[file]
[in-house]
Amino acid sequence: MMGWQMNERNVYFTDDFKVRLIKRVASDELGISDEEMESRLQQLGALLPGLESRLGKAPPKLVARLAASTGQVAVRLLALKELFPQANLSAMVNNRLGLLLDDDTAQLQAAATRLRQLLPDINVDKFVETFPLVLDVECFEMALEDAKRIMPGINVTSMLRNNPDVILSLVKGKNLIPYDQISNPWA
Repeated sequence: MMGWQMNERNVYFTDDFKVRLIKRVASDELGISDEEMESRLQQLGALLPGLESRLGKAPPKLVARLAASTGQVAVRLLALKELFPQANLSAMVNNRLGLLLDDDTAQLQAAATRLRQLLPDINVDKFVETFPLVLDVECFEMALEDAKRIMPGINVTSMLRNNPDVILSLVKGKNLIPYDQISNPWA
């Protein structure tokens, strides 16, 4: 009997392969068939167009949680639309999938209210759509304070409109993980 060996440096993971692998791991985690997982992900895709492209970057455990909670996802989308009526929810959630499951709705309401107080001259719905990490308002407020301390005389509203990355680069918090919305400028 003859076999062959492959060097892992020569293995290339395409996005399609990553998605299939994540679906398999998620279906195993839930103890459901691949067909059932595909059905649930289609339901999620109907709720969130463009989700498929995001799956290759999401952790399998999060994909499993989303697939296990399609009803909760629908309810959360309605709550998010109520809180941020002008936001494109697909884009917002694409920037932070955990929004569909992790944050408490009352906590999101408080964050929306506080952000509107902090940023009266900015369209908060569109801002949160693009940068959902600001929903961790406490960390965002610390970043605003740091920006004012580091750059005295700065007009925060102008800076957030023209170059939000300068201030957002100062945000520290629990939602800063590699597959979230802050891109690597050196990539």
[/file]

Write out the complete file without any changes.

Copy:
[in-house]
Amino acid sequence: MMGWQMNERNVYFTDDFKVRLIKRVASDELGISDEEMESRLQQLGALLPGLESRLGKAPPKLVARLAASTGQVAVRLLALKELFPQANLSAMVNNRLGLLLDDDTAQLQAAATRLRQLLPDINVDKFVETFPLVLDVECFEMALEDAKRIMPGINVTSMLRNNPDVILSLVKGKNLIPYDQISNPWA
Repeated sequence: MMGWQMNERNVYFTDDFKVRLIKRVASDELGISDEEMESRLQQLGALLPGLESRLGKAPPKLVARLAASTGQVAVRLLALKELFPQANLSAMVNNRLGLLLDDDTAQLQAAATRLRQLLPDINVDKFVETFPLVLDVECFEMALEDAKRIMPGINVTSMLRNNPDVILSLVKGKNLIPYDQISNPWA
């Protein structure tokens, strides 16, 4: 009997392969068939167009949680639309999938209210759509304070409109993980 060996440096993971692998791991985690997982992900895709492209970057455990909670996802989308009526929810959630499951709705309401107080001259719905990490308002407020301390005389509203990355680069918090919305400028 003859076999062959492959060097892992020569293995290339395409996005399609990553998605299939994540679906398999998620279906195993839930103890459901691949067909059932595909059905649930289609339901999620109907709720969130463009989700498929995001799956290759999401952790399998999060994909499993989303697939296990399609009803909760629908309810959360309605709550998010109520809180941020002008936001494109697909884009917002694409920037932070955990929004569909992790944050408490009352906590999101408080964050929306506080952000509107902090940023009266900015369209908060569109801002949160693009940068959902600001929903961790406490960390965002610390970043605003740091920006004012580091750059005295700065007009925060102008800076957030023209170059939000300068201030957002100062945000520290629990939602800063590699597959979230802050891109690597050196990539």